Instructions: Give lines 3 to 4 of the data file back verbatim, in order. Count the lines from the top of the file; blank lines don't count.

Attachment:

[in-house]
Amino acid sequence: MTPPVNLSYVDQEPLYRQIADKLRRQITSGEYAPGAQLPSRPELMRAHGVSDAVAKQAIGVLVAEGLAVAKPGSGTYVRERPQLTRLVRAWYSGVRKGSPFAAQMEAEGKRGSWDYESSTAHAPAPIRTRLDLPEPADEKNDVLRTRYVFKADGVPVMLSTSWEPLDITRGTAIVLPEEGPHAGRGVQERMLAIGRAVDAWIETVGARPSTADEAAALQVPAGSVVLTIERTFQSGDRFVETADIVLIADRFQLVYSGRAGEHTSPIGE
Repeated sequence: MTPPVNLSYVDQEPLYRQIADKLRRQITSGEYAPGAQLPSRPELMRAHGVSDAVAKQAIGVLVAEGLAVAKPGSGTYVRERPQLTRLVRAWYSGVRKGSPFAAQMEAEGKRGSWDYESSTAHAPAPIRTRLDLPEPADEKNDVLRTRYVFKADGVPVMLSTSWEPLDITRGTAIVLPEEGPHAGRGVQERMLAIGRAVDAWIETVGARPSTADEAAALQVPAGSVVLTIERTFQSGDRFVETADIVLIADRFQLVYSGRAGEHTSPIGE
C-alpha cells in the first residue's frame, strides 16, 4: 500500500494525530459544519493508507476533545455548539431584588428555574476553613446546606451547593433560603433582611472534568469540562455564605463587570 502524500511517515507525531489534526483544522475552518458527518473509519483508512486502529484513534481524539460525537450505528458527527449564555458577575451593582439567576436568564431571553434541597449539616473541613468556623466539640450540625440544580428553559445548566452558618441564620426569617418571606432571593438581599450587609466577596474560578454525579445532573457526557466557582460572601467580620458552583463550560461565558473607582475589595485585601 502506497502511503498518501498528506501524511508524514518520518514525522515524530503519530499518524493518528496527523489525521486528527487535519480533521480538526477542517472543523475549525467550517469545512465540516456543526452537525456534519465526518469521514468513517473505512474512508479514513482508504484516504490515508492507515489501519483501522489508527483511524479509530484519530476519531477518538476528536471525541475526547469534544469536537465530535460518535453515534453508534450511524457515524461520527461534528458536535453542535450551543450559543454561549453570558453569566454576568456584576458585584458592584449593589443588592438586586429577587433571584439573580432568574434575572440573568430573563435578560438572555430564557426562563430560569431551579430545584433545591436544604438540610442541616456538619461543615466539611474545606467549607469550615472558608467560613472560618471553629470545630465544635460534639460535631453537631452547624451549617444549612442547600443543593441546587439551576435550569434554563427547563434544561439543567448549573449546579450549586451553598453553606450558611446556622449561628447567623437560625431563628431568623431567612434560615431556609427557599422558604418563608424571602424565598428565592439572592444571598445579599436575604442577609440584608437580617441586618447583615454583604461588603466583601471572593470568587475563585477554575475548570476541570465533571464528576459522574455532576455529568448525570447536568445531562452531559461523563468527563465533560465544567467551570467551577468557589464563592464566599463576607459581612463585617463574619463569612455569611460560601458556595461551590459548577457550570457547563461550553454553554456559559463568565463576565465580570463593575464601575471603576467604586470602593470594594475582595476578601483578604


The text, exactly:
Repeated sequence: MTPPVNLSYVDQEPLYRQIADKLRRQITSGEYAPGAQLPSRPELMRAHGVSDAVAKQAIGVLVAEGLAVAKPGSGTYVRERPQLTRLVRAWYSGVRKGSPFAAQMEAEGKRGSWDYESSTAHAPAPIRTRLDLPEPADEKNDVLRTRYVFKADGVPVMLSTSWEPLDITRGTAIVLPEEGPHAGRGVQERMLAIGRAVDAWIETVGARPSTADEAAALQVPAGSVVLTIERTFQSGDRFVETADIVLIADRFQLVYSGRAGEHTSPIGE
C-alpha cells in the first residue's frame, strides 16, 4: 500500500494525530459544519493508507476533545455548539431584588428555574476553613446546606451547593433560603433582611472534568469540562455564605463587570 502524500511517515507525531489534526483544522475552518458527518473509519483508512486502529484513534481524539460525537450505528458527527449564555458577575451593582439567576436568564431571553434541597449539616473541613468556623466539640450540625440544580428553559445548566452558618441564620426569617418571606432571593438581599450587609466577596474560578454525579445532573457526557466557582460572601467580620458552583463550560461565558473607582475589595485585601 502506497502511503498518501498528506501524511508524514518520518514525522515524530503519530499518524493518528496527523489525521486528527487535519480533521480538526477542517472543523475549525467550517469545512465540516456543526452537525456534519465526518469521514468513517473505512474512508479514513482508504484516504490515508492507515489501519483501522489508527483511524479509530484519530476519531477518538476528536471525541475526547469534544469536537465530535460518535453515534453508534450511524457515524461520527461534528458536535453542535450551543450559543454561549453570558453569566454576568456584576458585584458592584449593589443588592438586586429577587433571584439573580432568574434575572440573568430573563435578560438572555430564557426562563430560569431551579430545584433545591436544604438540610442541616456538619461543615466539611474545606467549607469550615472558608467560613472560618471553629470545630465544635460534639460535631453537631452547624451549617444549612442547600443543593441546587439551576435550569434554563427547563434544561439543567448549573449546579450549586451553598453553606450558611446556622449561628447567623437560625431563628431568623431567612434560615431556609427557599422558604418563608424571602424565598428565592439572592444571598445579599436575604442577609440584608437580617441586618447583615454583604461588603466583601471572593470568587475563585477554575475548570476541570465533571464528576459522574455532576455529568448525570447536568445531562452531559461523563468527563465533560465544567467551570467551577468557589464563592464566599463576607459581612463585617463574619463569612455569611460560601458556595461551590459548577457550570457547563461550553454553554456559559463568565463576565465580570463593575464601575471603576467604586470602593470594594475582595476578601483578604